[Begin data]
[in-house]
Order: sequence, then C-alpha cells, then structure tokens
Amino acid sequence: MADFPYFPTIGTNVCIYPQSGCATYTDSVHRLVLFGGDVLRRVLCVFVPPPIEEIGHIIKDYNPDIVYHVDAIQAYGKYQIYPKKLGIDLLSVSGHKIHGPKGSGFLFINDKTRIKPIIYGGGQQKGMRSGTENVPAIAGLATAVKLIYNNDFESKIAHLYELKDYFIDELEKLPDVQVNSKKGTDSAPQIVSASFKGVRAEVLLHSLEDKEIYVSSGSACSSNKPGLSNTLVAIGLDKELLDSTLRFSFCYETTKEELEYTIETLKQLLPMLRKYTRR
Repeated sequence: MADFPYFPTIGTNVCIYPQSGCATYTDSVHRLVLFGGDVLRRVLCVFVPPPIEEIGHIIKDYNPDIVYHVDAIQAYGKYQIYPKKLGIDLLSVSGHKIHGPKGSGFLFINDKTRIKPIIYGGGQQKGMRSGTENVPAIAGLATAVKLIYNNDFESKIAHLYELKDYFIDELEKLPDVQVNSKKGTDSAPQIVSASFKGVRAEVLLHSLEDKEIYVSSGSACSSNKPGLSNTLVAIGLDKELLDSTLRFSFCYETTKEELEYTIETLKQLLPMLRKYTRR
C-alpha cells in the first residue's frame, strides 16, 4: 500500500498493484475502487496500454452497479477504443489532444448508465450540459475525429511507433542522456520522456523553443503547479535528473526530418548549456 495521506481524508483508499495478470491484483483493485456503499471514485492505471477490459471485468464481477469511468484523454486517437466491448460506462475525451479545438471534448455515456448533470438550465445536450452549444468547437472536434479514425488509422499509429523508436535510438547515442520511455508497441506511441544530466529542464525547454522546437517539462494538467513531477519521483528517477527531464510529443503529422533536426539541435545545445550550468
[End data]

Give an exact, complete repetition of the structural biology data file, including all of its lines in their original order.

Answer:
[in-house]
Order: sequence, then C-alpha cells, then structure tokens
Amino acid sequence: MADFPYFPTIGTNVCIYPQSGCATYTDSVHRLVLFGGDVLRRVLCVFVPPPIEEIGHIIKDYNPDIVYHVDAIQAYGKYQIYPKKLGIDLLSVSGHKIHGPKGSGFLFINDKTRIKPIIYGGGQQKGMRSGTENVPAIAGLATAVKLIYNNDFESKIAHLYELKDYFIDELEKLPDVQVNSKKGTDSAPQIVSASFKGVRAEVLLHSLEDKEIYVSSGSACSSNKPGLSNTLVAIGLDKELLDSTLRFSFCYETTKEELEYTIETLKQLLPMLRKYTRR
Repeated sequence: MADFPYFPTIGTNVCIYPQSGCATYTDSVHRLVLFGGDVLRRVLCVFVPPPIEEIGHIIKDYNPDIVYHVDAIQAYGKYQIYPKKLGIDLLSVSGHKIHGPKGSGFLFINDKTRIKPIIYGGGQQKGMRSGTENVPAIAGLATAVKLIYNNDFESKIAHLYELKDYFIDELEKLPDVQVNSKKGTDSAPQIVSASFKGVRAEVLLHSLEDKEIYVSSGSACSSNKPGLSNTLVAIGLDKELLDSTLRFSFCYETTKEELEYTIETLKQLLPMLRKYTRR
C-alpha cells in the first residue's frame, strides 16, 4: 500500500498493484475502487496500454452497479477504443489532444448508465450540459475525429511507433542522456520522456523553443503547479535528473526530418548549456 495521506481524508483508499495478470491484483483493485456503499471514485492505471477490459471485468464481477469511468484523454486517437466491448460506462475525451479545438471534448455515456448533470438550465445536450452549444468547437472536434479514425488509422499509429523508436535510438547515442520511455508497441506511441544530466529542464525547454522546437517539462494538467513531477519521483528517477527531464510529443503529422533536426539541435545545445550550468